Searching over 5,500,000 cases.


searching
Buy This Entire Record For $7.95

Download the entire decision to receive the complete text, official citation,
docket number, dissents and concurrences, and footnotes for this case.

Learn more about what you receive with purchase of this case.

Smith v. State

Supreme Court of Arkansas

October 10, 2019

James E. SMITH, Petitioner
v.
STATE of Arkansas, Respondent

Page 152

          PRO SE SEVENTH PETITION TO REINVEST JURISDICTION IN THE TRIAL COURT TO CONSIDER A PETITION FOR WRIT OF ERROR CORAM NOBIS AND MOTION TO REBUT THE STATE’S RESPONSE [JEFFERSON COUNTY CIRCUIT COURT, NO. 35CR-99-724]

         OPINION

         KAREN R. BAKER, Associate Justice

          Pending before this court is petitioner James E. Smith’s pro se seventh petition to reinvest jurisdiction in the trial court to consider a petition for writ of error coram nobis. Also pending before this court is Smith’s motion to rebut the State’s response to his petition. Because Smith has failed to raise claims that are cognizable in coram nobis proceedings, we deny the petition, which renders the motion moot.

         In 2001, a jury found Smith guilty of two counts of rape for engaging in sexual intercourse or deviate sexual activity with his girlfriend’s two daughters who were both under the age of fourteen when the sexual abuse occurred. In his seventh petition, Smith raises new allegations that his trial counsel was ineffective and conflicted, failed to conduct an adequate investigation, and intentionally withheld evidence that the two victims and their mother had a motive to fabricate rape accusations.[1] Because the proposed claims Smith raised in his seventh petition are based on allegations that are not cognizable in coram nobis proceedings, we deny his seventh petition to reinvest jurisdiction in the trial court.

          The petition for leave to proceed in the trial court is necessary because the trial court can entertain a petition for writ of error coram nobis after a judgment has been affirmed on appeal only after we grant permission. Roberts v. State, 2013 Ark. 56, 425 S.W.3d 771. A writ of error coram nobis is an extraordinarily rare remedy. Id. Coram nobis proceedings are attended by a strong presumption that the judgment of conviction is valid. Id. ; Westerman v. State, 2015 Ark. 69, 456 S.W.3d 374. The function of the writ is to secure relief from a judgment rendered while there existed some fact that would have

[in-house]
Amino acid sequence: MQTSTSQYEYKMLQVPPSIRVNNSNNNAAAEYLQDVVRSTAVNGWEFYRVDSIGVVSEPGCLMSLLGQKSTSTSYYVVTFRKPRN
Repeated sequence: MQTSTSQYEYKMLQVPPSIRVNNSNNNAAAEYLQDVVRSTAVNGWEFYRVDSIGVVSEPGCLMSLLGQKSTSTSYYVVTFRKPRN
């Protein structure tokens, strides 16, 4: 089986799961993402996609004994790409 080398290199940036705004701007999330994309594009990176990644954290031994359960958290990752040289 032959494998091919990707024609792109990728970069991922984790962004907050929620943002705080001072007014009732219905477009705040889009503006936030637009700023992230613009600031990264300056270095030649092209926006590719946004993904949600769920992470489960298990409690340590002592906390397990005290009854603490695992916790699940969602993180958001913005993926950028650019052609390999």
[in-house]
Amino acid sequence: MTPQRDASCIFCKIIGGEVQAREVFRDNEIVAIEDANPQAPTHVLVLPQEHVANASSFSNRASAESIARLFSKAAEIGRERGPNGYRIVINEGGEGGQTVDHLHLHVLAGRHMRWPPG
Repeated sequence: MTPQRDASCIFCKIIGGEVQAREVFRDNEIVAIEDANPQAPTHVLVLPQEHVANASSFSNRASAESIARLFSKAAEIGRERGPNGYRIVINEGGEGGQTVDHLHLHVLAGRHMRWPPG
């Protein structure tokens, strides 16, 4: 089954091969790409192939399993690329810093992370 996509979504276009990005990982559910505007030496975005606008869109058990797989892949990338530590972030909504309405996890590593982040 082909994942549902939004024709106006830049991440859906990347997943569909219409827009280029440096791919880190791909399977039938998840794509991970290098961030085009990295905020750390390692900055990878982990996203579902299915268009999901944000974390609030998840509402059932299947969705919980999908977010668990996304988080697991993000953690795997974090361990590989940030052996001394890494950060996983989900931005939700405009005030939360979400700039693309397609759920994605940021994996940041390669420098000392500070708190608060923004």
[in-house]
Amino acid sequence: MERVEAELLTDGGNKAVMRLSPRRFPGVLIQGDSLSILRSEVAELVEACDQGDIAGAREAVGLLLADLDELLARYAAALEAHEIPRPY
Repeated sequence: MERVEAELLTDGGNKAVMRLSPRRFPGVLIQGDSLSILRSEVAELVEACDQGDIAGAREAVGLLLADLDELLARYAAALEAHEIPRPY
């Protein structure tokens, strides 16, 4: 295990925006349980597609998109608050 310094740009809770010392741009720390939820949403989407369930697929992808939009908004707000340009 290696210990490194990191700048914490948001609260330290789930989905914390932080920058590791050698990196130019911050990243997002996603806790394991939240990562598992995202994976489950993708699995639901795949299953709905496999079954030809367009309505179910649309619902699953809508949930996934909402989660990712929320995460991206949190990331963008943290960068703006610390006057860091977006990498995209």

Page 153

prevented its rendition if it had been known to the trial court and which, through no negligence or fault of the defendant, was not brought forward before rendition of the judgment. Roberts, 2013 Ark. 56, 425 S.W.3d 771. The petitioner has the burden of demonstrating a fundamental error of fact extrinsic to the record. Id.

          The writ is allowed only under compelling circumstances to achieve justice and to address errors of the most fundamental nature. Id. A writ of error coram nobis is available for addressing certain errors that are found in one of four categories: (1) insanity at the time of trial, (2) a coerced guilty plea, (3) material evidence withheld by the prosecutor, or (4) a third-party confession to the crime during the time between conviction and appeal. Id. ; Howard v. State, 2012 Ark. 177, 403 S.W.3d 38.

          It is well settled that ineffective-assistance-of-counsel claims are not cognizable in error coram nobis proceedings. Osburn v. State, 2018 Ark. 341, 560 S.W.3d 774. Coram nobis proceedings are not to be used as a substitute for raising claims of ineffective assistance of counsel under Arkansas Rule of Criminal Procedure 37.1 and are not interchangeable with proceedings under the Rule, which is the remedy in Arkansas for asserting allegations of ineffective assistance of counsel. Id. The writ is not available when a mistake or error of law is made by trial counsel. Id. Likewise, Smith’s claim that counsel was operating under a conflict of interest constitutes an ineffective-assistance-of-counsel claim, which is outside the purview of coram nobis proceedings. Nelson v. State, 2014 Ark. 91, 431 S.W.3d 852.

         Smith attempts to use a coram nobis proceeding to raise new claims of ineffective assistance of counsel and to reassert a conflict-of-interest claim, both of which were either raised and rejected or should have been raised in a previous Rule 37.1 proceeding. As with his first six petitions, Smith has again asserted claims that are not cognizable in a ...


Buy This Entire Record For $7.95

Download the entire decision to receive the complete text, official citation,
docket number, dissents and concurrences, and footnotes for this case.

Learn more about what you receive with purchase of this case.